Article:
The Visible and Hidden Harms of the Elite University Admissions Process

One reaction some people had to my post on elite university admissions in a winner-take-all-society could be easily summarized: So what? Hundreds of thousands of families invest time, energy, hope and resources into attaining a child’s admission to Harvard, Princeton etc., most of them don’t make it, but life is tough, deal with it, nothing to fix here. I don’t agree with that, which is why I proposed a positional arms control agreement among elite universities that would reduce the pressure for adolescents to have a thousand extracurricular activities, SAT training camps, admissions coaches and the like.

The harms that I think do warrant some type of reform are of two types. The first, which is well-discussed by Frank and Cook in their book The Winner-Take-All Society, is mis-allocated resources. Certainly there is no damage done when students strive to improve their odds of elite university admissions by making sure that they become proficient at math and writing. These are investments that will likely pay off no matter what happens to them afterwards. If you become an excellent writer in the hopes of getting into an Ivy League school and you don’t make it, you are still an excellent writer, which will have professional and personal value for you forever.

In contrast, what use is knowledge of how the SAT is designed once you have taken the test? Kaplan is currently charging between $300 and $1300 to prepare students to do well on the SAT and its brethren. Families can spend even more money on an “admissions coach” who will help their child choose the “right” extracurricular activities (many of which also cost money), craft the “perfect” admissions essay and otherwise reveal the tricks of the admissions trade. As with SAT prep courses, virtually none of this has economic value that outlasts the moment when that fearful letter arrives from the elite university’s admissions office.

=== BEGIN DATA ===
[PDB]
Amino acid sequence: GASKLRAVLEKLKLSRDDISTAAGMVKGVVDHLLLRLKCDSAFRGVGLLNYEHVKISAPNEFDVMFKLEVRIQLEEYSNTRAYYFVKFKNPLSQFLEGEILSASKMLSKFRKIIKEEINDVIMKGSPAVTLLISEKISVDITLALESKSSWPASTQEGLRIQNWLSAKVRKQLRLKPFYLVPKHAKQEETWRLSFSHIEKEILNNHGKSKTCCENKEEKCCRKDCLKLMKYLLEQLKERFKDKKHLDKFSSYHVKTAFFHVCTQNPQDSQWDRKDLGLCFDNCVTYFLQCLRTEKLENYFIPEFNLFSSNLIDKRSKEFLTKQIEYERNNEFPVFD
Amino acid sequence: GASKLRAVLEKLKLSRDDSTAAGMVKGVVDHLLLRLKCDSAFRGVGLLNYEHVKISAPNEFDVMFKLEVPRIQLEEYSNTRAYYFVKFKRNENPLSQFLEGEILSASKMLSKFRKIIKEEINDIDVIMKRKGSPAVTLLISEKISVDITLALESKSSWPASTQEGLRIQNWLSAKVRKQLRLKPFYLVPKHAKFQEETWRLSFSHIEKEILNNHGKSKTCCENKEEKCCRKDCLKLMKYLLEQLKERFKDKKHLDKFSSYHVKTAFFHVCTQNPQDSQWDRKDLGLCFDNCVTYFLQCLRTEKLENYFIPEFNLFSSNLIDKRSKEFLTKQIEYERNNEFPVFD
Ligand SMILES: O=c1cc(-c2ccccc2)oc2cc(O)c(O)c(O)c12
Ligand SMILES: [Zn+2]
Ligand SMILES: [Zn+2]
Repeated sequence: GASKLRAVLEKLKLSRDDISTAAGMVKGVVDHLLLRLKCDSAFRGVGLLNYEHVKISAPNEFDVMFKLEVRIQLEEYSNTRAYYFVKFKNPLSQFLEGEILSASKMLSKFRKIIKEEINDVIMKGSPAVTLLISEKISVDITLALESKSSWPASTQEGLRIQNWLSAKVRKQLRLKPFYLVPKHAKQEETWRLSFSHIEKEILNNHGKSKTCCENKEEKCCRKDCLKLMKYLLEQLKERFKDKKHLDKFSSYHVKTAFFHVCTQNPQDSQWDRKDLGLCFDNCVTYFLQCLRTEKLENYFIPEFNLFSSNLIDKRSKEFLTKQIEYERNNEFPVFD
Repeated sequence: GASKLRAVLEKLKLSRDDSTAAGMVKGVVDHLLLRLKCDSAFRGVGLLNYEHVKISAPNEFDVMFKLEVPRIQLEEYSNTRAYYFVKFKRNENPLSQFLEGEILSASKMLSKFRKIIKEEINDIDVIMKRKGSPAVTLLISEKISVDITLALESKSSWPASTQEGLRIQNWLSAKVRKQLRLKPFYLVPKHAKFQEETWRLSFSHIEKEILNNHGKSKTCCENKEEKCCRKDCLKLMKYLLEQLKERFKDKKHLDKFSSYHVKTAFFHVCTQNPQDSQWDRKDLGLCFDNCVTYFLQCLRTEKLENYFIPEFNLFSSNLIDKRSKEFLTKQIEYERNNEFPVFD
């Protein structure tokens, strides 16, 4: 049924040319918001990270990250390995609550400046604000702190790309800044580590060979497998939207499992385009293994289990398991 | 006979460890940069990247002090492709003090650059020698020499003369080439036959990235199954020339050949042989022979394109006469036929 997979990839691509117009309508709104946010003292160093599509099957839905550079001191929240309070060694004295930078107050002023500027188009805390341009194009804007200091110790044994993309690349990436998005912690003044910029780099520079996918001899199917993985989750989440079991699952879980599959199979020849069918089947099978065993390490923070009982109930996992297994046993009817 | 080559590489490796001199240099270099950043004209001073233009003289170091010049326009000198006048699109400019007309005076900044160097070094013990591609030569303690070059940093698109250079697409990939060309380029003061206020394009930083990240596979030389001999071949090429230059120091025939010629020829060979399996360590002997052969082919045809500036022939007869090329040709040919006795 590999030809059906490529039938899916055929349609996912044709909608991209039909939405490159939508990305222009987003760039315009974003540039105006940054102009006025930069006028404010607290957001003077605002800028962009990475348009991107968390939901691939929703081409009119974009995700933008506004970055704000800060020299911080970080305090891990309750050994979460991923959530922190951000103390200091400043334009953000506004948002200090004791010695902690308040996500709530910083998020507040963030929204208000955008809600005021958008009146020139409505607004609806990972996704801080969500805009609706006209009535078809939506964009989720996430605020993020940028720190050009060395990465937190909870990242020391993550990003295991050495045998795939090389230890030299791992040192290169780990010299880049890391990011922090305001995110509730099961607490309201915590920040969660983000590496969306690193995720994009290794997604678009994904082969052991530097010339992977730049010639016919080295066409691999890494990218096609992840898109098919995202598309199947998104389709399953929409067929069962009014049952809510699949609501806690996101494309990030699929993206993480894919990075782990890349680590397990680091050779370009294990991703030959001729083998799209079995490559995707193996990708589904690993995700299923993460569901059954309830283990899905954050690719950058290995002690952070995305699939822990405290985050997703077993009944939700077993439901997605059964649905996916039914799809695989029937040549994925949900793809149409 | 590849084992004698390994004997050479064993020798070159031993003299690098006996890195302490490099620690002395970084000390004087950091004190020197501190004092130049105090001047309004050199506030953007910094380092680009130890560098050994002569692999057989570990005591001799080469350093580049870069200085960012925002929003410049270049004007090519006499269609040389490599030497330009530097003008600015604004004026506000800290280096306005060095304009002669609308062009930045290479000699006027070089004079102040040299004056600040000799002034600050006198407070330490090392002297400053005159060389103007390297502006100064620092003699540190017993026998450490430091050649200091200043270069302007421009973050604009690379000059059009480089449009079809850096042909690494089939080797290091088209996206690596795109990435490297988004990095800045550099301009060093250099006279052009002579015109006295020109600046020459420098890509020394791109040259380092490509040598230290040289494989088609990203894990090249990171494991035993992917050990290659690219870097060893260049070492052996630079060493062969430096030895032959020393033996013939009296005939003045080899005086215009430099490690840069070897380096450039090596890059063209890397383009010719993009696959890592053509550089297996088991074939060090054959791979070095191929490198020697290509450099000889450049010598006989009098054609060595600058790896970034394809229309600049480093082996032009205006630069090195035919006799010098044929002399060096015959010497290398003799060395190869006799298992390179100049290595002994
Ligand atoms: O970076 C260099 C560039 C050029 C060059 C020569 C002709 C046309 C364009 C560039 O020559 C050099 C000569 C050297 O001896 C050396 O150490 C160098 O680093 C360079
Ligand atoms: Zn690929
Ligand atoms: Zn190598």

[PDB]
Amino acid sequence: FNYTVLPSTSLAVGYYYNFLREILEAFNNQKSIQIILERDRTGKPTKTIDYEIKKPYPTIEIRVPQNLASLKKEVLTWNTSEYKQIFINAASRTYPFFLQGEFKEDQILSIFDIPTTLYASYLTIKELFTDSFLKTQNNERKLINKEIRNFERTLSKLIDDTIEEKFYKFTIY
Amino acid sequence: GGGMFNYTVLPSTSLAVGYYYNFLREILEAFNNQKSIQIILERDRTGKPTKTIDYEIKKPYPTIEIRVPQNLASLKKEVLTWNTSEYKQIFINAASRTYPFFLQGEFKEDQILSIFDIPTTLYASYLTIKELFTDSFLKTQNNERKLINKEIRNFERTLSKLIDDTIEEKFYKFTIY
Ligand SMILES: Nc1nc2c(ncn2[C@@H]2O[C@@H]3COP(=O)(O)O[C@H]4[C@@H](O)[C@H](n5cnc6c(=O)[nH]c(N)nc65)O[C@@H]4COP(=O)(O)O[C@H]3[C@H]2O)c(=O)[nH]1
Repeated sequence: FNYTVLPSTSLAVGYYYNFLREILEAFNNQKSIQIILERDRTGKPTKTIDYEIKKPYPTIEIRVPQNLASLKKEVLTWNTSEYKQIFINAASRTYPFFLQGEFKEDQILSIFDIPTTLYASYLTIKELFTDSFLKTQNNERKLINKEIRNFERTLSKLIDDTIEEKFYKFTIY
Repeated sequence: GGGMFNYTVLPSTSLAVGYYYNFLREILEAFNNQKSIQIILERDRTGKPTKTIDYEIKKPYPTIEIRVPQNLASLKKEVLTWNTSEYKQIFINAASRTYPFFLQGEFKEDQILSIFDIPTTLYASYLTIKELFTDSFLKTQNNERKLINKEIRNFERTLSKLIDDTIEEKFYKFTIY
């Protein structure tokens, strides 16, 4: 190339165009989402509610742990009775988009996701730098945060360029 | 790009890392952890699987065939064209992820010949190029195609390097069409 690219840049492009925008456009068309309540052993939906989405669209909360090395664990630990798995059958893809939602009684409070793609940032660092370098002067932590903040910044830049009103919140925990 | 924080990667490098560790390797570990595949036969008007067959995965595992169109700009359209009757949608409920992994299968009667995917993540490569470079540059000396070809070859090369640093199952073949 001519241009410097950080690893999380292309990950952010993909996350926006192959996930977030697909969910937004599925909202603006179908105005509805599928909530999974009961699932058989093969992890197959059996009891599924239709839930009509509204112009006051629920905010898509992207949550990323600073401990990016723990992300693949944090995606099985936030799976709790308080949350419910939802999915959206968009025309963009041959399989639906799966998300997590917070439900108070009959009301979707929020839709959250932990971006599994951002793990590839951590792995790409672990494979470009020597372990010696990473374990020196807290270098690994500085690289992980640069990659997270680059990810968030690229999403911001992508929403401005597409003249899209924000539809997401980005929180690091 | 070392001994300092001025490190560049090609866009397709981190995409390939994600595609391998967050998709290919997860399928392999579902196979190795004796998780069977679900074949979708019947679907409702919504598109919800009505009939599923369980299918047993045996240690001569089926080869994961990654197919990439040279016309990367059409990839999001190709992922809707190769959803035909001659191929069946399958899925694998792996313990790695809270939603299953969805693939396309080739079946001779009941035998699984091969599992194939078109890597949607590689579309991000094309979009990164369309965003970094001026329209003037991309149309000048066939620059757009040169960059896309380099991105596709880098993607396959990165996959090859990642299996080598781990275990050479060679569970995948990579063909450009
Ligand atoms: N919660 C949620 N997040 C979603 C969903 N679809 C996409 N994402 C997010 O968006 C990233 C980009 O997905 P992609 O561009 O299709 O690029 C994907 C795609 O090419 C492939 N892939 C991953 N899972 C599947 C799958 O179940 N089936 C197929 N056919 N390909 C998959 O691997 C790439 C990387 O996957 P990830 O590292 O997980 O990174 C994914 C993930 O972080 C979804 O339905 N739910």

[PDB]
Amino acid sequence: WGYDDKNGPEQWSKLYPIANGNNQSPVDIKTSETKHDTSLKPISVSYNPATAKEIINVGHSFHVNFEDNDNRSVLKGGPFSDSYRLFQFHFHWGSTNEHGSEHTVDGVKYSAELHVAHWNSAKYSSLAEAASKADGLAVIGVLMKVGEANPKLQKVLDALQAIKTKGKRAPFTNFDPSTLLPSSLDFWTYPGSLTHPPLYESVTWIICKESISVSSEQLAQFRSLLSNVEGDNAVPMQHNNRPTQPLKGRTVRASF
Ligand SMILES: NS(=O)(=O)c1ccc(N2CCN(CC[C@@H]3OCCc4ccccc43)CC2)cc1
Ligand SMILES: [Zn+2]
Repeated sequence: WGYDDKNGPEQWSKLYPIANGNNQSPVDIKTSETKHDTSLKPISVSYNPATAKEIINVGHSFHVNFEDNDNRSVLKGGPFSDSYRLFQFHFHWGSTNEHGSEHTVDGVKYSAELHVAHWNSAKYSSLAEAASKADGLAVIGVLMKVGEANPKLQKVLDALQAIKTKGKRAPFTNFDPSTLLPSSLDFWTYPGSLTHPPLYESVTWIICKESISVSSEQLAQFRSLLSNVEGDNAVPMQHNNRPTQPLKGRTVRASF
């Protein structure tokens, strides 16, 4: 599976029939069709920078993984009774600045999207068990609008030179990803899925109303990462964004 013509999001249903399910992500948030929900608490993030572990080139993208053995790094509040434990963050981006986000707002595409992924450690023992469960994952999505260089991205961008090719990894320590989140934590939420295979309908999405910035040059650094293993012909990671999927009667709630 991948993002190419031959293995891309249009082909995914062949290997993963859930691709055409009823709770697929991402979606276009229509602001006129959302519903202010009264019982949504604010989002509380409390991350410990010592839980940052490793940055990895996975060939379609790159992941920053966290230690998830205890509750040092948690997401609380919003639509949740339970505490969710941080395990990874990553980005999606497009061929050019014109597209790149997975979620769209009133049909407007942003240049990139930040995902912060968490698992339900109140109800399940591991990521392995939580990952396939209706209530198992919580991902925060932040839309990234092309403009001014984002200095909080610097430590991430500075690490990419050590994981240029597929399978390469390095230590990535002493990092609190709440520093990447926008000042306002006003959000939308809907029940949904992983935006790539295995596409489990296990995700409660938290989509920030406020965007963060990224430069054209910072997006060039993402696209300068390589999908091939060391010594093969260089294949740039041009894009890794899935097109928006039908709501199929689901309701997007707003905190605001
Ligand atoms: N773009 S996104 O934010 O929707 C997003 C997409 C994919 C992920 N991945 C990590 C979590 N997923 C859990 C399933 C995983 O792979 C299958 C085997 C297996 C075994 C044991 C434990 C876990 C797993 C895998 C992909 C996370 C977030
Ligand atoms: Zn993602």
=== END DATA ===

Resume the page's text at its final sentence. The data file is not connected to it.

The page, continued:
Meanwhile, the money required for all these services is a strain for many families, drawing down resources they need for other things. And of course countless families whose children will never get into an elite university (A key feature of winner-take-all markets is that they attract too many participants) will make the investment anyway and have their elite university dream crushed just the same.

These sorts of harms are fairly visible and I think most people can see them. But there is another type of damage I see when I work with elite universities on problems of mental health and substance use among students. Fair warning: I cannot prove with systematic evidence what I am about to describe, so take it as only as one person’s report from the front line.
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